MEDIA: SPOTLIGHT ON: ISBA’S APPROACH TO MEDIA; Does ISBA’s media approach mean further industry upset?

Alasdair Reid looks at the increasing unease about the society’s media stance

Alasdair Reid looks at the increasing unease about the society’s media

stance



You don’t often hear people criticising the Incorporated Society of

British Advertisers - after all, its members just happen to fund the

advertising industry. So agencies and media owners are not exactly going

to voice strong opinions about the organisation or its membership. Not

publicly, at any rate.



Behind the scenes, though, there has been an increasing amount of

grumbling from media owners, especially ITV companies. Last week, that

background murmur became slightly more audible as media owners digested

the news that ISBA is putting more muscle behind its media stance, with

the appointment of Bob Wootton as director of media services.



And with important issues such as the Broadcasting Bill, the

concentration of radio sales and the EC’s Broadcasting Directive all

boiling this year, advertisers’ voices, through ISBA, are going to be

heard more. Only last week the Society made calls for Media Sales and

Marketing’s share of the radio advertising cake to be referred to the

Office of Fair Trading.



So what is the industry reaction to the idea that ISBA is now putting

fresh weight behind the real media issues?



Some media owners say they are preparing for the worst. ‘We’re going to

see ISBA taking up controversial and badly-thought-out positions,’ one

senior TV sales executive says. ‘I expect to see a lot more mischief in

the trade press. It’s not just about Wootton. I think he’ll be the focus

for a lot that’s currently wrong with ISBA. Its input on media is

becoming steadily devalued.’



Strong stuff. Some of the fears being voiced by the TV companies

undoubtedly stem from the fact that they are now faced by a poacher-

turned-gamekeeper in the form of Wootton, a former media director.



Another concern expressed by media owners is that ISBA shouts loudly

about some media issues without thinking through the implications. For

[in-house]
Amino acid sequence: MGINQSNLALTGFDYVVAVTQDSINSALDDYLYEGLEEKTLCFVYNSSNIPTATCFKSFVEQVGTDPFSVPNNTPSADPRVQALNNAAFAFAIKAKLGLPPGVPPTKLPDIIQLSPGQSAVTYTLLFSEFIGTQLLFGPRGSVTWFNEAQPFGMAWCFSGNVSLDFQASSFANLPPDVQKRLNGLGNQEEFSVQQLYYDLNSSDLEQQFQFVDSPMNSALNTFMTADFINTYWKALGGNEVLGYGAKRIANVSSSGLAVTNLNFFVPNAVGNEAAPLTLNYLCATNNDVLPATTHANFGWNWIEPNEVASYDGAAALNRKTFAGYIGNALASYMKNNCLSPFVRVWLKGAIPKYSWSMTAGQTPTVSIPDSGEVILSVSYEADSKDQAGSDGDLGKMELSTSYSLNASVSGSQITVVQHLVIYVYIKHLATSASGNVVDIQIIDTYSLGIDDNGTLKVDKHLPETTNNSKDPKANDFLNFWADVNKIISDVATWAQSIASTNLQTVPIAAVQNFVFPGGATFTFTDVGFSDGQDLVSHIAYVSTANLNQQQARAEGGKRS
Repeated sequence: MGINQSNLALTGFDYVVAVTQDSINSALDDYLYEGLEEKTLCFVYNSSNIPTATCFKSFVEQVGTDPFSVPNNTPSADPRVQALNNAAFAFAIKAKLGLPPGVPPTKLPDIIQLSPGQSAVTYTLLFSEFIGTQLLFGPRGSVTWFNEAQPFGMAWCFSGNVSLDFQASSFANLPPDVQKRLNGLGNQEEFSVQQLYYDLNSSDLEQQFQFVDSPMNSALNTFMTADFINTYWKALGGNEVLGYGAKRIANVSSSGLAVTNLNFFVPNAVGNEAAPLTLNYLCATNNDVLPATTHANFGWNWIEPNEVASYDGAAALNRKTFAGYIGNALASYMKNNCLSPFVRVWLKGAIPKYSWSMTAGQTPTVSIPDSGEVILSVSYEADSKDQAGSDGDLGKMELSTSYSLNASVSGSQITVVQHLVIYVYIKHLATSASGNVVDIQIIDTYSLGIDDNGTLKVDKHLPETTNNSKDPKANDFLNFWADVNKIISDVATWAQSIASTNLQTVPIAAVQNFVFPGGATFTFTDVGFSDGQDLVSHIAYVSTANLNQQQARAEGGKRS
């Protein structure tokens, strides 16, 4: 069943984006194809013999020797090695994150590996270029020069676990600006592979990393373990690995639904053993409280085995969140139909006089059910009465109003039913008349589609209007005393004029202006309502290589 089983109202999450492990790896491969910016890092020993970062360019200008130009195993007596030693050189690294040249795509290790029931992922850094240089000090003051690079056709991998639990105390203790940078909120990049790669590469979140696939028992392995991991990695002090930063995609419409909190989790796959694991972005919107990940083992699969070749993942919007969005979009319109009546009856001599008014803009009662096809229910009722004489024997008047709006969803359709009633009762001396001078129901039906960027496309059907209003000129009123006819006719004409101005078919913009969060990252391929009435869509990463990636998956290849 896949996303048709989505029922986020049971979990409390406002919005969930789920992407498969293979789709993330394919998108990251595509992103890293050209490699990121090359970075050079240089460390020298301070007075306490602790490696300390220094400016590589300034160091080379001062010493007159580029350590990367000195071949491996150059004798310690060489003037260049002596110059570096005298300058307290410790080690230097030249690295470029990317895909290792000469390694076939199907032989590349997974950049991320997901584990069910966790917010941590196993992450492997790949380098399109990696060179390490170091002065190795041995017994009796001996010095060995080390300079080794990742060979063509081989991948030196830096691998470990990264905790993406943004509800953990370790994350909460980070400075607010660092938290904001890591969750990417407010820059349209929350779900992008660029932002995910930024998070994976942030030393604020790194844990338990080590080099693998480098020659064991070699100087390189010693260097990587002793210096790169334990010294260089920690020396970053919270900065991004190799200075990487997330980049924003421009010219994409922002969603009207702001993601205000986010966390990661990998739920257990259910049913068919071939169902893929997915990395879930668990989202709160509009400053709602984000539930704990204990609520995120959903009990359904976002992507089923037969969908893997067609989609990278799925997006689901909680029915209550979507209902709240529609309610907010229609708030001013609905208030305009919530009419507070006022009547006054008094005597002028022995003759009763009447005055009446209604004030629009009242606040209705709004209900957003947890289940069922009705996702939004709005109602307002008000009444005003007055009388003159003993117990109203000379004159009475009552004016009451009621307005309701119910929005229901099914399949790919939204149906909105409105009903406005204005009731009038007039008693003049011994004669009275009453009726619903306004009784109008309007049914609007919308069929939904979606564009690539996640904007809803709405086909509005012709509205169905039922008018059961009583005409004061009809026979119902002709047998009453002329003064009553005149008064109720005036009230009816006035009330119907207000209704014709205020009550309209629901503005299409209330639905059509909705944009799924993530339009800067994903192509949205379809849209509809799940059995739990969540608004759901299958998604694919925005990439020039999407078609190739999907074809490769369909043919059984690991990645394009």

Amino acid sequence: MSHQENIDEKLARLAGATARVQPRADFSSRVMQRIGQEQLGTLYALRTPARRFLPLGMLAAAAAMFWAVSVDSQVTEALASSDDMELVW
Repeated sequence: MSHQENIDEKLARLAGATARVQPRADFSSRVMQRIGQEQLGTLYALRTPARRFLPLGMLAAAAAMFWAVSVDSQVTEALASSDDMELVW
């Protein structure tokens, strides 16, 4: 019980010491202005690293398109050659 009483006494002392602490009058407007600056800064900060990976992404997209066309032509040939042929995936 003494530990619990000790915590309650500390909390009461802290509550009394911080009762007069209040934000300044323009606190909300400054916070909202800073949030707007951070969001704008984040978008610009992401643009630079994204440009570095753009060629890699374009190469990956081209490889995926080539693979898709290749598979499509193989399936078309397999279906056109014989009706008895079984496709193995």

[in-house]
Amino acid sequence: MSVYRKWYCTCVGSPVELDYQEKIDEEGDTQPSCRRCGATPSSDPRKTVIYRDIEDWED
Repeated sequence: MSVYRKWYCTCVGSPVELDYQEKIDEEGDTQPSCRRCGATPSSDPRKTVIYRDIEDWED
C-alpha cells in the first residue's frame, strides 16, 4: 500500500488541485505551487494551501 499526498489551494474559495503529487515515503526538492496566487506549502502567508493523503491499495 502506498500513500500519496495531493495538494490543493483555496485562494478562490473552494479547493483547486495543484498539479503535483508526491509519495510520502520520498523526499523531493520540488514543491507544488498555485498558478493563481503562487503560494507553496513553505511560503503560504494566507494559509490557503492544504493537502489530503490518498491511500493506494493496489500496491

example, it has called for increased TV advertising minutage but ITV has

argued that extra minutage will undermine the effectiveness of TV

advertising. ‘Its attitude is very naive,’ one ITV executive says.



Media owners also maintain that ISBA reflects only the views of the big

fmcg advertisers. Those sources argue that the fmcg companies don’t

represent the interests of advertisers as a whole, nor do they think

about the long-term health of the industry.



But hang on. What’s all this about ISBA getting too involved in media?

Not so long ago, media owners used to bemoan the fact that advertisers

didn’t take media issues seriously enough. Surely they can’t complain

now?



Adrian Birchall, the chairman of the Media Centre and of the Institute

of Practitioners in Advertising’s Future of Broadcasting committee,

doesn’t think anyone should be worried by ISBA’s renewed commitment to

media.



‘We should welcome the appointment of Bob Wootton because he knows the

business inside out,’ he maintains. ‘But the truth is that ISBA has

always been very interested in media issues and as far as we are

concerned it is never hard to find common ground. On the minutage issue

it took a sincerely-argued line and we offered counsel on the effects

that clutter would have on the quality of advertising messages. That is

all part of the give-and-take. It is a fundamental part of this

business.’



Birchall argues that TV is too important for advertisers not to have

strong views about it: ‘There’s nothing wrong with a strong statement of

views. Tough battles can be good for the business. And let’s face it -

historically, the ITV companies have been very good at lobbying and

fighting their corner. I think that all we’re seeing here is Wootton

being welcomed by a couple of shots across his bows.’



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